JEL:  C78 D71 
Date:  2017–10 
URL:  http://d.repec.org/n?u=RePEc:lau:crdeep:17.17&r=des 
By:  Agnes Cseh (Institute of Economics, Research Centre for Economic and Regional Studies, Hungarian Academy of Sciences, and Corvinus University of Budapest); Telikepalli Kavitha (Tata Institute of Fundamental Research, Mumbai, India) 
Abstract:  Abstract Given a bipartite graph G=(A[B;E) with strict preference lists and given an edge e 2 E, we ask if there exists a popular matching in G that contains e. We call this the popular edge problem. A matching M is popular if there is no matching M0 such that the vertices that preferM0 toM outnumber those that preferM toM0. It is known that every stable matching is popular; however G may have no stable matching with the edge e. In this paper we identify another natural subclass of popular matchings called “dominant matchings” and show that if there is a popular matching that contains the edge e, then there is either a stable matching that contains e or a dominant matching that contains e. This allows us to design a linear time algorithm for identifying the set of popular edges. When preference lists are complete, we show an O(n3) algorithm to find a popular matching containing a given set of edges or report that none exists, where n = jAj+jBj.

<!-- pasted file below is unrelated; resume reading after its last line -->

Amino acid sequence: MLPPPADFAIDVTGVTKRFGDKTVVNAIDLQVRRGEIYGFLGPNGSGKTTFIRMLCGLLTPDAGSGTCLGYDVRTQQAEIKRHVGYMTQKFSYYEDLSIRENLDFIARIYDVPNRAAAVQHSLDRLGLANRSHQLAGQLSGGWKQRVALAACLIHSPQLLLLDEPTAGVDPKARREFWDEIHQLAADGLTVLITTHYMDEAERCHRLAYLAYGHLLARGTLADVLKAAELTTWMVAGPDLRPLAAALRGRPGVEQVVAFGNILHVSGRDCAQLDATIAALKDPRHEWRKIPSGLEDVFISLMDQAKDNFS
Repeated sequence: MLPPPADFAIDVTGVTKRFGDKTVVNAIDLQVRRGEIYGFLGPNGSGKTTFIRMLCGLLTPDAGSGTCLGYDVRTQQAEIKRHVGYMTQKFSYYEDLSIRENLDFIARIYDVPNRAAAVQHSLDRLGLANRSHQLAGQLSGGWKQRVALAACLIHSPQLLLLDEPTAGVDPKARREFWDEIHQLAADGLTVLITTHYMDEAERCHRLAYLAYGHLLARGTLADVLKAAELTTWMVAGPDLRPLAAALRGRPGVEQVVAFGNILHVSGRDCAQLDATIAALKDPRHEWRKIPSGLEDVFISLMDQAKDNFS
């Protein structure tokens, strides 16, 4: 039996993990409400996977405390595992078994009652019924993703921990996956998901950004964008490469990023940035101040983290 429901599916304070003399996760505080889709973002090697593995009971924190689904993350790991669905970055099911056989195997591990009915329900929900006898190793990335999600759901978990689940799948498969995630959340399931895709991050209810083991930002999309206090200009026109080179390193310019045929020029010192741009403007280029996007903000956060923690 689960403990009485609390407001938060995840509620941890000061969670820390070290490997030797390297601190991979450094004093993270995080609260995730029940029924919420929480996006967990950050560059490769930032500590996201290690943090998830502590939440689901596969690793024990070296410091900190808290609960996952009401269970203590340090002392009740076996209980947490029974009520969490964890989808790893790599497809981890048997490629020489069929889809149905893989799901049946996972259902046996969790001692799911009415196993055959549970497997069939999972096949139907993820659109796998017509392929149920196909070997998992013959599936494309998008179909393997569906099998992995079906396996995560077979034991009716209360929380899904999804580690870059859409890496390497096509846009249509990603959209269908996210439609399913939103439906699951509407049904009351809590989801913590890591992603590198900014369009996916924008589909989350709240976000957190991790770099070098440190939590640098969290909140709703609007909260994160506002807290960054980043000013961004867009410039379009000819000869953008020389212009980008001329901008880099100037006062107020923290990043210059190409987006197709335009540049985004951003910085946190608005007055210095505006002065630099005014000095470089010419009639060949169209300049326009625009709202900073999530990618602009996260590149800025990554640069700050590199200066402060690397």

Keywords:  popular matching, matching under preferences, dominant matching 
JEL:  C63 C78 
Date:  2017–09 
URL:  http://d.repec.org/n?u=RePEc:has:discpr:1725&r=des